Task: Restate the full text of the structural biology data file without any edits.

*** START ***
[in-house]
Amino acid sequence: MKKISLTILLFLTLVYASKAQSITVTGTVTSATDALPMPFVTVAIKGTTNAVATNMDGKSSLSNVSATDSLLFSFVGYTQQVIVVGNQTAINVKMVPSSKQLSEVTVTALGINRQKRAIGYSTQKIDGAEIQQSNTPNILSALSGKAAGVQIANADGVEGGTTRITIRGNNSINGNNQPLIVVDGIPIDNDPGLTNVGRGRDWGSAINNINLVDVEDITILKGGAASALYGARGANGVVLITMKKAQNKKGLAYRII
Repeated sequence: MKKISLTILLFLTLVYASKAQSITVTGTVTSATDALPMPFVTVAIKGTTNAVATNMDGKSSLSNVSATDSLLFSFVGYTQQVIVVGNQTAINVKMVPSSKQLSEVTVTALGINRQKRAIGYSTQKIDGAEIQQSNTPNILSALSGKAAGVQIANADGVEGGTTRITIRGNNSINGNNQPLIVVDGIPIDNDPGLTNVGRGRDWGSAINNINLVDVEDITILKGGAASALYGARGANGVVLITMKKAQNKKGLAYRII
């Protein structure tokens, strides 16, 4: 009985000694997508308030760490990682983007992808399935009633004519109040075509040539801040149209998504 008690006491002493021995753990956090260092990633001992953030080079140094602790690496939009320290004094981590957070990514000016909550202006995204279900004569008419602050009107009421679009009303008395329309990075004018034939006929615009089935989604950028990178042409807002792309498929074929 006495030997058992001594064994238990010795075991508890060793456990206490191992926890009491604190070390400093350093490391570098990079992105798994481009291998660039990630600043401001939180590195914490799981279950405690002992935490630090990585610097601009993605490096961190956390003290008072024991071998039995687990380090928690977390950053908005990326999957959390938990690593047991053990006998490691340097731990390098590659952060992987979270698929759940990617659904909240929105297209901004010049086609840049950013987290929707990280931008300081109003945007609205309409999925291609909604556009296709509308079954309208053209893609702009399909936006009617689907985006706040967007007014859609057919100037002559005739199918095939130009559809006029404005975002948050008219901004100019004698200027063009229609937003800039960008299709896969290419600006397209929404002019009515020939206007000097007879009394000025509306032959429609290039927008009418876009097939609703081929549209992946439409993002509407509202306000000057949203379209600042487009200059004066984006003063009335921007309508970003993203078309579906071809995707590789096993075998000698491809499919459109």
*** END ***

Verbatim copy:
[in-house]
Amino acid sequence: MKKISLTILLFLTLVYASKAQSITVTGTVTSATDALPMPFVTVAIKGTTNAVATNMDGKSSLSNVSATDSLLFSFVGYTQQVIVVGNQTAINVKMVPSSKQLSEVTVTALGINRQKRAIGYSTQKIDGAEIQQSNTPNILSALSGKAAGVQIANADGVEGGTTRITIRGNNSINGNNQPLIVVDGIPIDNDPGLTNVGRGRDWGSAINNINLVDVEDITILKGGAASALYGARGANGVVLITMKKAQNKKGLAYRII
Repeated sequence: MKKISLTILLFLTLVYASKAQSITVTGTVTSATDALPMPFVTVAIKGTTNAVATNMDGKSSLSNVSATDSLLFSFVGYTQQVIVVGNQTAINVKMVPSSKQLSEVTVTALGINRQKRAIGYSTQKIDGAEIQQSNTPNILSALSGKAAGVQIANADGVEGGTTRITIRGNNSINGNNQPLIVVDGIPIDNDPGLTNVGRGRDWGSAINNINLVDVEDITILKGGAASALYGARGANGVVLITMKKAQNKKGLAYRII
């Protein structure tokens, strides 16, 4: 009985000694997508308030760490990682983007992808399935009633004519109040075509040539801040149209998504 008690006491002493021995753990956090260092990633001992953030080079140094602790690496939009320290004094981590957070990514000016909550202006995204279900004569008419602050009107009421679009009303008395329309990075004018034939006929615009089935989604950028990178042409807002792309498929074929 006495030997058992001594064994238990010795075991508890060793456990206490191992926890009491604190070390400093350093490391570098990079992105798994481009291998660039990630600043401001939180590195914490799981279950405690002992935490630090990585610097601009993605490096961190956390003290008072024991071998039995687990380090928690977390950053908005990326999957959390938990690593047991053990006998490691340097731990390098590659952060992987979270698929759940990617659904909240929105297209901004010049086609840049950013987290929707990280931008300081109003945007609205309409999925291609909604556009296709509308079954309208053209893609702009399909936006009617689907985006706040967007007014859609057919100037002559005739199918095939130009559809006029404005975002948050008219901004100019004698200027063009229609937003800039960008299709896969290419600006397209929404002019009515020939206007000097007879009394000025509306032959429609290039927008009418876009097939609703081929549209992946439409993002509407509202306000000057949203379209600042487009200059004066984006003063009335921007309508970003993203078309579906071809995707590789096993075998000698491809499919459109």